Building a strong network of support is crucial in protecting your elderly loved ones from scams. This network should include regular communication, monitoring for unusual behavior or signs of fraud, and encouraging social engagement.

If an older adult lives alone, frequent check-ins can help you identify any red flags or changes in behavior that may indicate a scammer has targeted them. During these conversations, discuss their daily activities, any new contacts or friendships, and any concerns they may have.

Safeguarding your loved one’s finances is another essential aspect of this network. Consider adding a trusted contact to their credit union or bank accounts, enabling the institution to reach out if they suspect fraudulent activity. This extra layer of security can help prevent financial losses and provide peace of mind.

Encouraging your loved one to participate in social activities and community groups is equally important. Strong social connections can reduce isolation, improve overall well-being, and provide an additional network of people who can help spot potential scams or unusual behavior.

Where to Report Fraud

If your elderly loved one becomes a scam victim, it’s crucial to report the crime to the proper authorities. Reporting helps disrupt scammers’ operations and prevents others from falling into the same trap.

Provide your loved one with a list of relevant agencies, such as the Federal Trade Commission, local law enforcement, and Adult Protective Services. This will make the reporting process easier for them.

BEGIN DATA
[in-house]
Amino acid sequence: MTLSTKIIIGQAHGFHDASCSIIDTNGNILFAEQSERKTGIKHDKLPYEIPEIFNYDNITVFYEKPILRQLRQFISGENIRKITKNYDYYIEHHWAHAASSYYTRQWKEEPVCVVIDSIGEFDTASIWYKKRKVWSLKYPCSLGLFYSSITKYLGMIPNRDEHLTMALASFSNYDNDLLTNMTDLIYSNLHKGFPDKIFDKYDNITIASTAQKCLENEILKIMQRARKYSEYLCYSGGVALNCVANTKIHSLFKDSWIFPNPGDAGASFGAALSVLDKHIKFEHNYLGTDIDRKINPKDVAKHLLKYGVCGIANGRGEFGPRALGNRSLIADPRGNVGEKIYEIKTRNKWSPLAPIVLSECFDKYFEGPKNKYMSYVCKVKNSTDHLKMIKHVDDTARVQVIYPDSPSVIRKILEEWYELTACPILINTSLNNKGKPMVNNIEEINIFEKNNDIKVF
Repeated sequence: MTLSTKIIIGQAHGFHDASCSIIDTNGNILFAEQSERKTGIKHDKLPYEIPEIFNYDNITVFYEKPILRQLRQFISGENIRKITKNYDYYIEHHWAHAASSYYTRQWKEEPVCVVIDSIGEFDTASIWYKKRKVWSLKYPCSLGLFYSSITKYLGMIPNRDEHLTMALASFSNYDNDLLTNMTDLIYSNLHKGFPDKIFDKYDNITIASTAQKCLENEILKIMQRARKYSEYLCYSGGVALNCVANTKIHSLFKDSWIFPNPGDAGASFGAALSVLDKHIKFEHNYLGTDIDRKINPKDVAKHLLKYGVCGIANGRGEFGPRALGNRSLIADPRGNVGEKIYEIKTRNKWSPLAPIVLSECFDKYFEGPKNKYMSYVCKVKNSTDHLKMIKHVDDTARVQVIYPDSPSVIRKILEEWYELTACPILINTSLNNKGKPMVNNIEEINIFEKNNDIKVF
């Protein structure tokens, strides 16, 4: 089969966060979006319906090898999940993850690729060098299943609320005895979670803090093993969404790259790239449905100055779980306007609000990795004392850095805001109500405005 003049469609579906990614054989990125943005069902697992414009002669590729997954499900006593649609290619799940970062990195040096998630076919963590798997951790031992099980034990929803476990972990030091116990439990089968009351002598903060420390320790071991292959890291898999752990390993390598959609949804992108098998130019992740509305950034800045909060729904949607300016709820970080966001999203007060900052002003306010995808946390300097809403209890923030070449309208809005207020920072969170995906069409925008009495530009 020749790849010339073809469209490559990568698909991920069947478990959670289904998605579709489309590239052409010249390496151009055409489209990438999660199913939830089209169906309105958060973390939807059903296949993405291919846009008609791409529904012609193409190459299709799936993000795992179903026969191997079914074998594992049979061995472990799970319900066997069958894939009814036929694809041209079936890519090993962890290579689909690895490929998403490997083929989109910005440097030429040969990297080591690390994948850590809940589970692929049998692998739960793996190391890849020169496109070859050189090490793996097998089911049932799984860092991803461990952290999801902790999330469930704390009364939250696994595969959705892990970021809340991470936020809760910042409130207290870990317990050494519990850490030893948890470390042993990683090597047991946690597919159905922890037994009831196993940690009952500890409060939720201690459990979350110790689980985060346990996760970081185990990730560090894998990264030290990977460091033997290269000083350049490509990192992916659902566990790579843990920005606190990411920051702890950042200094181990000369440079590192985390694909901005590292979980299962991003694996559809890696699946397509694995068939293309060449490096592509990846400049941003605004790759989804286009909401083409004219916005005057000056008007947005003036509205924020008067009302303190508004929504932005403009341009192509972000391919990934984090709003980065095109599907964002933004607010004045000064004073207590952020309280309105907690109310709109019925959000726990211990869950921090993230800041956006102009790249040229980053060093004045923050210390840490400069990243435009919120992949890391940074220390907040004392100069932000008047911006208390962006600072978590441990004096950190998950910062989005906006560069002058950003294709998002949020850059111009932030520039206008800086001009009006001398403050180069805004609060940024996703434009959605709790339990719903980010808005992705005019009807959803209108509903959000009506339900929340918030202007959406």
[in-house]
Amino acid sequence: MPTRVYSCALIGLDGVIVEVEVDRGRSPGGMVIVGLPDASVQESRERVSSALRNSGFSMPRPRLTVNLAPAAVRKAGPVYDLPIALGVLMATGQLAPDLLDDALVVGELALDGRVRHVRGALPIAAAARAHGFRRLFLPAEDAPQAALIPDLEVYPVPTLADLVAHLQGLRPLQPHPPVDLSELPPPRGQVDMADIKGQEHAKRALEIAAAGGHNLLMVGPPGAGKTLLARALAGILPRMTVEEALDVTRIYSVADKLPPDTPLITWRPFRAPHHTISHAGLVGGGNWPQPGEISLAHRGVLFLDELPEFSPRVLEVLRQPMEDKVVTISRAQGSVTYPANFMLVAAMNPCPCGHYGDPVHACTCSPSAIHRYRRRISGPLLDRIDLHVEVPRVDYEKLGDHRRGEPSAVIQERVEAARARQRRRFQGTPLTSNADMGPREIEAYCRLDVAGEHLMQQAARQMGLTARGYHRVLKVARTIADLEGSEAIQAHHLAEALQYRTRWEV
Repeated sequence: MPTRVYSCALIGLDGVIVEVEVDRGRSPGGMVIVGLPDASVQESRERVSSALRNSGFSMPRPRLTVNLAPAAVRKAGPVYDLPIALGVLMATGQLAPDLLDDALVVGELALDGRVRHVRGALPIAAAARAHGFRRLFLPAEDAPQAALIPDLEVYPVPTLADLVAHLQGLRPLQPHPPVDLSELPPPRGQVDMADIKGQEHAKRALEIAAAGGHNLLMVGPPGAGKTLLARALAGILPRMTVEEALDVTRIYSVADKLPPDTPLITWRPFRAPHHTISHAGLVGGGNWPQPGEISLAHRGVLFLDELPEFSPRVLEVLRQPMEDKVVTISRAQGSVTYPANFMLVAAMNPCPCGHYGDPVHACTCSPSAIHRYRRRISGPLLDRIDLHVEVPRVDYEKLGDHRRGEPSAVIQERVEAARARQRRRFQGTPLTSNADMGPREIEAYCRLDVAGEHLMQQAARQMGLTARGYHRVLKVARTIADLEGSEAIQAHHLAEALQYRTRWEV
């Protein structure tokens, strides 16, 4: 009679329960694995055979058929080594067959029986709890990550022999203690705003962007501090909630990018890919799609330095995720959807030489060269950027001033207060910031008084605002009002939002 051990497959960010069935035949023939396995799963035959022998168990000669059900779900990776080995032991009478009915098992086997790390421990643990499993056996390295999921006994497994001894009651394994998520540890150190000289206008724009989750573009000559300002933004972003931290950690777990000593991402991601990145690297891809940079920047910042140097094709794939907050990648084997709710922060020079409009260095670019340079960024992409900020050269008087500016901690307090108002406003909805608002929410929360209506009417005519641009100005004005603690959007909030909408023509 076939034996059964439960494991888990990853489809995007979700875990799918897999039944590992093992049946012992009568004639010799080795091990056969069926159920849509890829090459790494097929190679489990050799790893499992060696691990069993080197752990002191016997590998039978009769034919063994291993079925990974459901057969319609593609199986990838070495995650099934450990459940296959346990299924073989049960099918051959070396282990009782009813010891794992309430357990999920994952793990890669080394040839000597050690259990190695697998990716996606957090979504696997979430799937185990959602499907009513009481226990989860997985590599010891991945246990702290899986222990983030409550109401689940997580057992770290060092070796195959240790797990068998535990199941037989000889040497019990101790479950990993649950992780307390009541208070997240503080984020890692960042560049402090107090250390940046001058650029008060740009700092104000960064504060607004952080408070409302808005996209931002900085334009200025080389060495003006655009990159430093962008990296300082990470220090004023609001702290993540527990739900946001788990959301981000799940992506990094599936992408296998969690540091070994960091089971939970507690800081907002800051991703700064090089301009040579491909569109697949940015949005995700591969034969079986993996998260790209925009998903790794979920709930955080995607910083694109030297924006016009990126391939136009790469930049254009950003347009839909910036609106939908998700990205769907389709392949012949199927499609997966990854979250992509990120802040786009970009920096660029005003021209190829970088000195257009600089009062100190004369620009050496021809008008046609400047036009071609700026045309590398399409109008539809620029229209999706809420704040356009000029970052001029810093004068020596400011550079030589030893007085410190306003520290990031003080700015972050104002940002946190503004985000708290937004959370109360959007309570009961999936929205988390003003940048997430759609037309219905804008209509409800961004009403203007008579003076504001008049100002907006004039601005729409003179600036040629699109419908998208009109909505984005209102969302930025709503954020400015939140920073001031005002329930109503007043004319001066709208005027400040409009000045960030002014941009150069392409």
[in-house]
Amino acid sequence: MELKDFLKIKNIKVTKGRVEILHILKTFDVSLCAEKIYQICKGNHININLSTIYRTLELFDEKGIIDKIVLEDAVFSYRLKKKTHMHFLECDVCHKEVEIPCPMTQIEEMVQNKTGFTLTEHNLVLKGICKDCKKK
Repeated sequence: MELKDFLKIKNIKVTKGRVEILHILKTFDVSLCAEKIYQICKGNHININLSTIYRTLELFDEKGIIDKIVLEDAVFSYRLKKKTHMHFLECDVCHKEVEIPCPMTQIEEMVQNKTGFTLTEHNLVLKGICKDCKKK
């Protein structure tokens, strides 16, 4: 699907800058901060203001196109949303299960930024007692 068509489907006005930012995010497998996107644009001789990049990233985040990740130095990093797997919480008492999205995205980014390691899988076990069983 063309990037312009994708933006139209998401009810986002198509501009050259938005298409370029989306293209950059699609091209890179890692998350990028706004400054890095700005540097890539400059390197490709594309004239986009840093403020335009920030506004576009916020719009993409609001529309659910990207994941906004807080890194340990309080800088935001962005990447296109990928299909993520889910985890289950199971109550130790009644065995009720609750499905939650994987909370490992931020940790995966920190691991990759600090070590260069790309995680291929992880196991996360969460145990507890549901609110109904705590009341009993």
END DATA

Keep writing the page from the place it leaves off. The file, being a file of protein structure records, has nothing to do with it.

When discussing the importance of reporting, reassure your loved one that being victimized is not a sign of weakness or stupidity. Scammers are skilled manipulators who exploit trust and vulnerabilities. Stress that reporting the crime protects others and holds the perpetrators accountable.

Signs Your Loved One May Be a Victim

Be attentive to changes in your elderly loved one’s behavior, which may indicate they’ve fallen victim to a scam. Red flags include newfound secrecy around finances, sudden account withdrawals, or unusual purchases. These subtle signs can be easy to miss, so staying vigilant and communicating regularly with your loved one is crucial.

If you suspect your loved one is being targeted, approach the topic gently and without accusation. Express your concern and offer to help them review their accounts for any suspicious activity.

If fraud has occurred, guide them through the process of reporting it to the proper authorities. Remember, your support and understanding can make all the difference in helping them navigate this difficult situation.

Providing Emotional Support

Falling victim to a scam can be emotionally devastating and can lead to feelings of shame, guilt, and loss of trust. As a caregiver, it’s essential to approach the situation with compassion and understanding, even if you feel frustrated or angry about what happened. Reassure your loved one that the scam was not their fault and that you support them through this challenging time.

Help your loved one take steps to regain control and security. Offer to assist them in thoroughly reviewing their finances, contacting their bank or credit union, and taking measures to prevent future scams. Provide them with resources such as support groups or counseling services, to help them cope with the emotional impact of the experience.

Safeguarding Our Loved Ones

Protecting the elderly from fraud is a community effort. By being informed, staying vigilant, and fostering open communication, we can create stronger safeguards for our vulnerable loved ones.

Freedom Credit Union is here to support our members. If you feel that you or your loved one has been a victim of fraud, contact our Loss Prevention Department at (215) 612-5978.